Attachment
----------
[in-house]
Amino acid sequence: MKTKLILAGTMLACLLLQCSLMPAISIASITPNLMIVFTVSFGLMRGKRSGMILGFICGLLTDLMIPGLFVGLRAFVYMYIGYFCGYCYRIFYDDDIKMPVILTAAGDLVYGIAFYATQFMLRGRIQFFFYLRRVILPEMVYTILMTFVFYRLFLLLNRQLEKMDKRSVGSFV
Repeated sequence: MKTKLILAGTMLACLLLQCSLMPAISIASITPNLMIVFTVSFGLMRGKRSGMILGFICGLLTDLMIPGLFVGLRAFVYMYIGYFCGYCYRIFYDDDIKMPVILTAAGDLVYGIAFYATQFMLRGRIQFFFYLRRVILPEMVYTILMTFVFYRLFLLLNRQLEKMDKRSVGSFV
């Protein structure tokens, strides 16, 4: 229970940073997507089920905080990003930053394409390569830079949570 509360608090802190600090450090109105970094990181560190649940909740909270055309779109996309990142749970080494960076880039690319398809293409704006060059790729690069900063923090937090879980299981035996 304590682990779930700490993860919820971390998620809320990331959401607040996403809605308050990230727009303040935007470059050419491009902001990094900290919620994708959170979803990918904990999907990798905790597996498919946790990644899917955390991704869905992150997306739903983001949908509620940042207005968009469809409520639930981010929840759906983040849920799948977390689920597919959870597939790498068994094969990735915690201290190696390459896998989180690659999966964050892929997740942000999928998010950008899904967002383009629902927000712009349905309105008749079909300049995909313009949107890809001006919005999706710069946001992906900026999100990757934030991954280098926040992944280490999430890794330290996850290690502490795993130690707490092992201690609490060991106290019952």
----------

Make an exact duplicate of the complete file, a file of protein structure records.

[in-house]
Amino acid sequence: MKTKLILAGTMLACLLLQCSLMPAISIASITPNLMIVFTVSFGLMRGKRSGMILGFICGLLTDLMIPGLFVGLRAFVYMYIGYFCGYCYRIFYDDDIKMPVILTAAGDLVYGIAFYATQFMLRGRIQFFFYLRRVILPEMVYTILMTFVFYRLFLLLNRQLEKMDKRSVGSFV
Repeated sequence: MKTKLILAGTMLACLLLQCSLMPAISIASITPNLMIVFTVSFGLMRGKRSGMILGFICGLLTDLMIPGLFVGLRAFVYMYIGYFCGYCYRIFYDDDIKMPVILTAAGDLVYGIAFYATQFMLRGRIQFFFYLRRVILPEMVYTILMTFVFYRLFLLLNRQLEKMDKRSVGSFV
């Protein structure tokens, strides 16, 4: 229970940073997507089920905080990003930053394409390569830079949570 509360608090802190600090450090109105970094990181560190649940909740909270055309779109996309990142749970080494960076880039690319398809293409704006060059790729690069900063923090937090879980299981035996 304590682990779930700490993860919820971390998620809320990331959401607040996403809605308050990230727009303040935007470059050419491009902001990094900290919620994708959170979803990918904990999907990798905790597996498919946790990644899917955390991704869905992150997306739903983001949908509620940042207005968009469809409520639930981010929840759906983040849920799948977390689920597919959870597939790498068994094969990735915690201290190696390459896998989180690659999966964050892929997740942000999928998010950008899904967002383009629902927000712009349905309105008749079909300049995909313009949107890809001006919005999706710069946001992906900026999100990757934030991954280098926040992944280490999430890794330290996850290690502490795993130690707490092992201690609490060991106290019952």